Boeing has revealed the latest chapter in its ecoDemonstrator program, running since 2012. The American manufacturer is partnering with Alaska Airlines to test roughly 20 new technologies on a Boeing 737 MAX 9 bound for the airline. Last year Boeing partnered with Etihad using a 787-10 Dreamliner as part of the program.
Alaska Airlines will play a vital role in the latest round of Boeing ecoDemonstrator tests. Photo: Boeing
Aircraft manufacturers are constantly testing new initiatives to make flying safer, cheaper, and more environmentally friendly. While each manufacturer has its own way of testing ideas, since 2012, Boeing has been using brand new aircraft before delivery. Now, a 737 MAX 9 bound for Alaska Airlines is set to become part of the program.
What will Boeing test?
Boeing’s ecoDemonstrator test flights are typically aimed at making flying better for passengers, airlines, and the environment. This latest round of tests will pay a particular focus on the safety and sustainability of air travel. According to Boeing, at least four new ideas have already been planned for the test flights, with around 20 targetted in total. The confirmed technologies are,
A new substance to extinguish fires that is less harmful to the ozone layer.
Measuring greenhouse gas levels in the atmosphere
A new engine nacelle lining to reduce engine noise
Using leftover material from building 777X wings to create cabin sidewall panels
An Etihad Boeing 787-10 was used in the last round of tests. Photo: Paul Weatherman via Boeing
Once the tests are completed, Boeing will turn the aircraft into a regular 737 MAX, with Alaska Airlines theoretically unable to tell it had been used for tests. Commenting on the latest round of tests, Diana Birkett Rakow, Alaska Airlines’ vice president, public affairs and sustainability, said,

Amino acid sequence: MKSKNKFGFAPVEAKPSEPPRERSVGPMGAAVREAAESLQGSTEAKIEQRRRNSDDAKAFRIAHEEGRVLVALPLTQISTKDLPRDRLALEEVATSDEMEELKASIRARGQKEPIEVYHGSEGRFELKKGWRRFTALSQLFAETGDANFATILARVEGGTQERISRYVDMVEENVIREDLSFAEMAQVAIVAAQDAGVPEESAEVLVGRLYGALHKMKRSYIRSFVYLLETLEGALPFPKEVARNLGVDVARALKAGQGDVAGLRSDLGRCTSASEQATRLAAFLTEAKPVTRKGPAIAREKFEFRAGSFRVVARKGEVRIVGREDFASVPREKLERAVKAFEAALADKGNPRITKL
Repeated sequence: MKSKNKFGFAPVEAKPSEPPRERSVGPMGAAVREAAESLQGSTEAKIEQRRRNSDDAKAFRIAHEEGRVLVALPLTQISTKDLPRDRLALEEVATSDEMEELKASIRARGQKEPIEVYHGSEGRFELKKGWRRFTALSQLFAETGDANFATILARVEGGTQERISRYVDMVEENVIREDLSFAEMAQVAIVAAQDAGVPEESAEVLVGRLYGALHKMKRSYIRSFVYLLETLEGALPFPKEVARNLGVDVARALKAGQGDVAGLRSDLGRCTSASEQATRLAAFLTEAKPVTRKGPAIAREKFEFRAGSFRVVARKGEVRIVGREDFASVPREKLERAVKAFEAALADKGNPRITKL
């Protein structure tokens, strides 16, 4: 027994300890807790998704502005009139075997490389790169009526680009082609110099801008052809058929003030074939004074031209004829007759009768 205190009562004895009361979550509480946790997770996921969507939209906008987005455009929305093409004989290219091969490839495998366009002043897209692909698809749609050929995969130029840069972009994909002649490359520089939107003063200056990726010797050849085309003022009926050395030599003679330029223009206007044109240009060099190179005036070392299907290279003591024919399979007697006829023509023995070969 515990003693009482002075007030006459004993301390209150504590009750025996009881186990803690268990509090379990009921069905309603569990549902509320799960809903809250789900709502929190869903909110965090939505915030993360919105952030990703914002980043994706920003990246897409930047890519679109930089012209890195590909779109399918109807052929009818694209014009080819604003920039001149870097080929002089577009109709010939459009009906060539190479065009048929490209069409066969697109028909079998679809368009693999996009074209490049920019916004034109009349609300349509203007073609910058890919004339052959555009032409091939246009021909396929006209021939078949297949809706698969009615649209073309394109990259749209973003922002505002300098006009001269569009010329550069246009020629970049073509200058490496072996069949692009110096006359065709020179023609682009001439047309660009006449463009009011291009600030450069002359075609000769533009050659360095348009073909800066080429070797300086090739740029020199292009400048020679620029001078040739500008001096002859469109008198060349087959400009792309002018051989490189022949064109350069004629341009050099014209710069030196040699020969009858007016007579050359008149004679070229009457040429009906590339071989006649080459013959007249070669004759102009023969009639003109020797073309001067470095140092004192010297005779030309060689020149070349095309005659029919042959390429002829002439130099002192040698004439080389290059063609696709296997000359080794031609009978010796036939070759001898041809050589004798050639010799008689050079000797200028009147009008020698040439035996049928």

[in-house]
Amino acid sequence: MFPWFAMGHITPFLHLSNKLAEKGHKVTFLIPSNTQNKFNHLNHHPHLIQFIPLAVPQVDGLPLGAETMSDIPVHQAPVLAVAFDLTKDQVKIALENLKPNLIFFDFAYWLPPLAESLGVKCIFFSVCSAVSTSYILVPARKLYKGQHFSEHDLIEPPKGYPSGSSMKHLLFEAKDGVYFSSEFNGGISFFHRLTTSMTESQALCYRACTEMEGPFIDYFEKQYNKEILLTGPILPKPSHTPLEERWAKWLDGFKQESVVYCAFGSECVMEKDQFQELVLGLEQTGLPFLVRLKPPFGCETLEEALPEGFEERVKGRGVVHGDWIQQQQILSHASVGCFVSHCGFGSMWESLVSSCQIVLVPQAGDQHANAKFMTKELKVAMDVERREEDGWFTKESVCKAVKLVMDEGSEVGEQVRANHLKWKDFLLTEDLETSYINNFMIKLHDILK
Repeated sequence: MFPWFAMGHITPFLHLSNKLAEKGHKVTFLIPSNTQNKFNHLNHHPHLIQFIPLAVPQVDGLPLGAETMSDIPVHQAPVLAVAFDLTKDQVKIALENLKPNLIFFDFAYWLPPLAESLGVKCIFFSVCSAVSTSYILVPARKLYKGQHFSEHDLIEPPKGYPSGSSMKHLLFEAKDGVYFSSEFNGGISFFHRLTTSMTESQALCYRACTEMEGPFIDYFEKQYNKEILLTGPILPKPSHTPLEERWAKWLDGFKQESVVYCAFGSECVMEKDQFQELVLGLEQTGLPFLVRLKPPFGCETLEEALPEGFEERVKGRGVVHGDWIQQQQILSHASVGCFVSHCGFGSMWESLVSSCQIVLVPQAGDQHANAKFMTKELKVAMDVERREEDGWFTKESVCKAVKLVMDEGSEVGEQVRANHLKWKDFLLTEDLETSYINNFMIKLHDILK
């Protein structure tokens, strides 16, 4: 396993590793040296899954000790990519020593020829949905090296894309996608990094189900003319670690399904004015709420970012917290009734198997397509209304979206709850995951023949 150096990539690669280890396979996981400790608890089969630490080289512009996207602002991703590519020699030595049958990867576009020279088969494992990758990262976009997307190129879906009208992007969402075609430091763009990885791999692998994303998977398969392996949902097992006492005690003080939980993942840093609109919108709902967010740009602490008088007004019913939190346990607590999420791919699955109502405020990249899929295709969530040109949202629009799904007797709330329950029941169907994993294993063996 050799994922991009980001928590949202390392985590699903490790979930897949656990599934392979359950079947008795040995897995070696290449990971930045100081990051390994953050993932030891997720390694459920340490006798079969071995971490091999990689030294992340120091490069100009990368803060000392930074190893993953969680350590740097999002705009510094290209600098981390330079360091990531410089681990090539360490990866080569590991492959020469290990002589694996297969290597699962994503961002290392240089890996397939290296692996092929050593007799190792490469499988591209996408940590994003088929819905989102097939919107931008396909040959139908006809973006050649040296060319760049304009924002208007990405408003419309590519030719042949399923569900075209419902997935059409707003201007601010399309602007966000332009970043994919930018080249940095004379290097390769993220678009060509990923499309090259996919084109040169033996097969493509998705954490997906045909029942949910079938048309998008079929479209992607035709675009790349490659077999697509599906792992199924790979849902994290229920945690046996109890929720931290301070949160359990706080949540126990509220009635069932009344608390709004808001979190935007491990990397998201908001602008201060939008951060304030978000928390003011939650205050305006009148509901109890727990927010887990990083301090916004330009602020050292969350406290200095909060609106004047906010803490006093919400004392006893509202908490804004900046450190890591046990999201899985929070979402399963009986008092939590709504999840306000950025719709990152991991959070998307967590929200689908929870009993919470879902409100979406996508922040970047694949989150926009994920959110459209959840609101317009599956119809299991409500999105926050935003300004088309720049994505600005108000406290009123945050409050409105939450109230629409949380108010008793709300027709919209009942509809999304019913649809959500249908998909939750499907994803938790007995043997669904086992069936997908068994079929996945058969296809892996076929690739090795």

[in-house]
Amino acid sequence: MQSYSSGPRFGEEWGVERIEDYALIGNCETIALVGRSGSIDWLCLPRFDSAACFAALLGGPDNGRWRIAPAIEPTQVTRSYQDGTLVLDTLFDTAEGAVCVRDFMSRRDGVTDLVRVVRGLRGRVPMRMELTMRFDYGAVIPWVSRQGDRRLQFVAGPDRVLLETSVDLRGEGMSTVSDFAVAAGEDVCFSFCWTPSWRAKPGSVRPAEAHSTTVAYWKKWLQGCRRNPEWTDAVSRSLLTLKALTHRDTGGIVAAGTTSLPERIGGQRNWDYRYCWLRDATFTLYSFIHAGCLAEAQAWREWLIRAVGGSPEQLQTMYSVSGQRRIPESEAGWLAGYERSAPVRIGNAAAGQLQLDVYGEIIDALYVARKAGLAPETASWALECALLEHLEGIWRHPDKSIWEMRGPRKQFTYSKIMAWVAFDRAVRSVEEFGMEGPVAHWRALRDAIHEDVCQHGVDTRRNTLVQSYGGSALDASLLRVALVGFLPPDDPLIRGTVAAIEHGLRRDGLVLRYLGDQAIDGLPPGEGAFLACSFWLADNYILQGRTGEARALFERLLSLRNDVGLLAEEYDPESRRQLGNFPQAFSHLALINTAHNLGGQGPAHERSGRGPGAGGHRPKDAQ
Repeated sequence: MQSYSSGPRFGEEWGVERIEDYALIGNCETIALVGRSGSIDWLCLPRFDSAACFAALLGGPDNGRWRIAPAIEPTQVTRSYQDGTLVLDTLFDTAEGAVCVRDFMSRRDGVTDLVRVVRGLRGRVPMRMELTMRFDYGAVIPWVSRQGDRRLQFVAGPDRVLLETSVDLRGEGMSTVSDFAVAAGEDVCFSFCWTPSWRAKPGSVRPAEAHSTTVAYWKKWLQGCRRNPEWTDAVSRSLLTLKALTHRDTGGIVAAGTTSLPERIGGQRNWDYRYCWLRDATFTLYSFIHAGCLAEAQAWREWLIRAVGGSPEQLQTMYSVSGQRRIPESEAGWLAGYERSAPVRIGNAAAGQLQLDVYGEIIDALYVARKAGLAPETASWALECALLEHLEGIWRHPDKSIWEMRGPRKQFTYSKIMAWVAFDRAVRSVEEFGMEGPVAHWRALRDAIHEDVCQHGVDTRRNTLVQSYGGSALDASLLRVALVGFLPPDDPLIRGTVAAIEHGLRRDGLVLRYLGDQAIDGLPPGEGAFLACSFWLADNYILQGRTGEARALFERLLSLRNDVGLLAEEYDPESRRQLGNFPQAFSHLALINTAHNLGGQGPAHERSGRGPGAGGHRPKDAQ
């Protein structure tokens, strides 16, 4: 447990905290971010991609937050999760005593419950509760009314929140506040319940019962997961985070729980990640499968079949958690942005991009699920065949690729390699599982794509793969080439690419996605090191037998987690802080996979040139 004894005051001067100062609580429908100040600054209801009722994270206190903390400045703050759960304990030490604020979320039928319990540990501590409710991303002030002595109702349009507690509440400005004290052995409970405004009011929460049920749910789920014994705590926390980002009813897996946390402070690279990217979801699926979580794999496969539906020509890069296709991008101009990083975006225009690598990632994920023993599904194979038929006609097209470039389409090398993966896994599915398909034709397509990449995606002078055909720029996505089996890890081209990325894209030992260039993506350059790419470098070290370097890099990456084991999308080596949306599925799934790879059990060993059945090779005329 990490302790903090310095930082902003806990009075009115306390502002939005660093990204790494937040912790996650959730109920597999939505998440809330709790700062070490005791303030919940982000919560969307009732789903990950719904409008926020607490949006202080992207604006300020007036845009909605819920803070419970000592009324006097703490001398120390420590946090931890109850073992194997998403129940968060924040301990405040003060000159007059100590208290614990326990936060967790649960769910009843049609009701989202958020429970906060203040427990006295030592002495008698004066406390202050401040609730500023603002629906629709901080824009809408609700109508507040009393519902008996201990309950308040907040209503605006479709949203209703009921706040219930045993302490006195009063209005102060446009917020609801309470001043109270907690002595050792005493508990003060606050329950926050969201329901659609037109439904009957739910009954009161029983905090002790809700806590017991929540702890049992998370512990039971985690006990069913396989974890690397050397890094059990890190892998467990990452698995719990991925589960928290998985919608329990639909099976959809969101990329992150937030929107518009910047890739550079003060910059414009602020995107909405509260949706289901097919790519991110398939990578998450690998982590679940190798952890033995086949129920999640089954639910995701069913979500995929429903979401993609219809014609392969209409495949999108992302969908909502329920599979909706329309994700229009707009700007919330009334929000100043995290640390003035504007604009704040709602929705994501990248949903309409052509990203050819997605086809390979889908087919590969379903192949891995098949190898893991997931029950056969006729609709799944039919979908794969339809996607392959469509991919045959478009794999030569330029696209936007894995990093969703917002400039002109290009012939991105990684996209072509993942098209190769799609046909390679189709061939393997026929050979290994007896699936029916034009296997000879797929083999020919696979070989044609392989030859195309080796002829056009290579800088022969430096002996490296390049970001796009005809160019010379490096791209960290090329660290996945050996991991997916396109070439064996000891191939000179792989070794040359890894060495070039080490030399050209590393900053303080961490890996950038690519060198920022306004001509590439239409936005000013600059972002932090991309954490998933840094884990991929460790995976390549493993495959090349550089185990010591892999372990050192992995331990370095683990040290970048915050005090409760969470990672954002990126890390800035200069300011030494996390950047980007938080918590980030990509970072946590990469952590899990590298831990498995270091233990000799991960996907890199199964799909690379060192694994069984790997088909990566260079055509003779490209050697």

“Alaska Airlines flies to some of the most beautiful and geographically diverse regions in the world and we are committed to finding ways to reduce climate impacts across our network. This work with Boeing to accelerate innovation on the ecoDemonstrator program enables us to contribute to a more sustainable future for our global community.”
Previous ecoDemonstrator programs
The Boeing ecoDemonstrator program has been ongoing since 2012. You can read an in-depth summary of the program’s history here. The most recent chapter in the program used a 787-10 Dreamliner bound for Etihad. One of the significant breakthroughs that aircraft had looked at was reducing the noise of landing gear on approach to airports.
The 737 MAX’s split wingtip came from the ecoDemonstrator program. Photo: Boeing
Boeing has gone on to use many technologies that have come from the ecoDemonstrator program. The most well-known of these is arguably the split wingtips today found on every 737 MAX delivered by the airline.
Meanwhile, the 777X program uses cameras trialed in the program to avoid obstacle collisions on the ground. Earlier this week, an American Airlines Boeing 737 might have wished to have such cameras onboard.
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Other airlines’ attempts
As mentioned above, one of the experiments that will be completed by the aircraft is measuring greenhouse gas levels in the atmosphere. Boeing isn’t alone in looking into this. Earlier this year, Lufthansa revealed that it was turning an Airbus A350 into an airborne laboratory to take such measurements while flying around the world in regular service.
Lufthansa is turning one of its Airbus A350 aircraft into a flying laboratory. Photo: Lufthansa
By using aircraft to take atmospheric measurements, researchers bridge the gap between ground stations and satellites with aircraft that are already flying through the skies anyway.
What do you make of the latest chapter in the Boeing ecoDemonstrator program? Let us know what you think and why in the comments below!
Article Source simpleflying.com